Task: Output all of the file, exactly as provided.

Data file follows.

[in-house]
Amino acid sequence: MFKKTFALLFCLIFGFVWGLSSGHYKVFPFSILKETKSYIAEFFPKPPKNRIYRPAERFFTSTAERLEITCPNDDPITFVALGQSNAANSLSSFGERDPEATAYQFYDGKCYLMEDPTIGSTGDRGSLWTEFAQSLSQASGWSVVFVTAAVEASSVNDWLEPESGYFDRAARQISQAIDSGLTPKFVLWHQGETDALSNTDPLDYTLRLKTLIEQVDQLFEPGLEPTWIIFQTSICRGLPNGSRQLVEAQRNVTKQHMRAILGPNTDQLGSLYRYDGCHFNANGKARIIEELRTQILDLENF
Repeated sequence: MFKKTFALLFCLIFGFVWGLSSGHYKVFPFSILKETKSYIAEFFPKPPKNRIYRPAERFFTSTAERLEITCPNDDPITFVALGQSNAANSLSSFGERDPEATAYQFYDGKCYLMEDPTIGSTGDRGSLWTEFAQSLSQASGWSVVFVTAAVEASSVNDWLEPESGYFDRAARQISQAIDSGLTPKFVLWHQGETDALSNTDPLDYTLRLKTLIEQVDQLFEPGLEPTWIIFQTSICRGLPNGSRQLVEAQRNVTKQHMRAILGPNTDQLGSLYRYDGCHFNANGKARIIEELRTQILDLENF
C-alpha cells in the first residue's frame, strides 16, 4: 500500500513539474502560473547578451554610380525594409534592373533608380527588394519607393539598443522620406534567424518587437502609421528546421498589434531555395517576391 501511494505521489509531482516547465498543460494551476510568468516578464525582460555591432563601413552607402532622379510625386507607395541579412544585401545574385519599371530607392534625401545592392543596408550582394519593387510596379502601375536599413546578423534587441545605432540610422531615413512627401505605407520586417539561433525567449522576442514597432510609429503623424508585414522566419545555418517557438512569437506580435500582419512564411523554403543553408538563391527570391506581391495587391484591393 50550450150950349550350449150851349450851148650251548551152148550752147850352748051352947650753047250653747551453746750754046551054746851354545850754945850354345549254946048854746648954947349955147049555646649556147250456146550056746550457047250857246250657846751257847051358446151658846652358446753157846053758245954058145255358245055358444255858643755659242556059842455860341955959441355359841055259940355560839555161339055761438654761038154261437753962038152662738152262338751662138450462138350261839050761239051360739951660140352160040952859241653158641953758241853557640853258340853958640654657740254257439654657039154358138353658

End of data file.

[in-house]
Amino acid sequence: MFKKTFALLFCLIFGFVWGLSSGHYKVFPFSILKETKSYIAEFFPKPPKNRIYRPAERFFTSTAERLEITCPNDDPITFVALGQSNAANSLSSFGERDPEATAYQFYDGKCYLMEDPTIGSTGDRGSLWTEFAQSLSQASGWSVVFVTAAVEASSVNDWLEPESGYFDRAARQISQAIDSGLTPKFVLWHQGETDALSNTDPLDYTLRLKTLIEQVDQLFEPGLEPTWIIFQTSICRGLPNGSRQLVEAQRNVTKQHMRAILGPNTDQLGSLYRYDGCHFNANGKARIIEELRTQILDLENF
Repeated sequence: MFKKTFALLFCLIFGFVWGLSSGHYKVFPFSILKETKSYIAEFFPKPPKNRIYRPAERFFTSTAERLEITCPNDDPITFVALGQSNAANSLSSFGERDPEATAYQFYDGKCYLMEDPTIGSTGDRGSLWTEFAQSLSQASGWSVVFVTAAVEASSVNDWLEPESGYFDRAARQISQAIDSGLTPKFVLWHQGETDALSNTDPLDYTLRLKTLIEQVDQLFEPGLEPTWIIFQTSICRGLPNGSRQLVEAQRNVTKQHMRAILGPNTDQLGSLYRYDGCHFNANGKARIIEELRTQILDLENF
C-alpha cells in the first residue's frame, strides 16, 4: 500500500513539474502560473547578451554610380525594409534592373533608380527588394519607393539598443522620406534567424518587437502609421528546421498589434531555395517576391 501511494505521489509531482516547465498543460494551476510568468516578464525582460555591432563601413552607402532622379510625386507607395541579412544585401545574385519599371530607392534625401545592392543596408550582394519593387510596379502601375536599413546578423534587441545605432540610422531615413512627401505605407520586417539561433525567449522576442514597432510609429503623424508585414522566419545555418517557438512569437506580435500582419512564411523554403543553408538563391527570391506581391495587391484591393 50550450150950349550350449150851349450851148650251548551152148550752147850352748051352947650753047250653747551453746750754046551054746851354545850754945850354345549254946048854746648954947349955147049555646649556147250456146550056746550457047250857246250657846751257847051358446151658846652358446753157846053758245954058145255358245055358444255858643755659242556059842455860341955959441355359841055259940355560839555161339055761438654761038154261437753962038152662738152262338751662138450462138350261839050761239051360739951660140352160040952859241653158641953758241853557640853258340853958640654657740254257439654657039154358138353658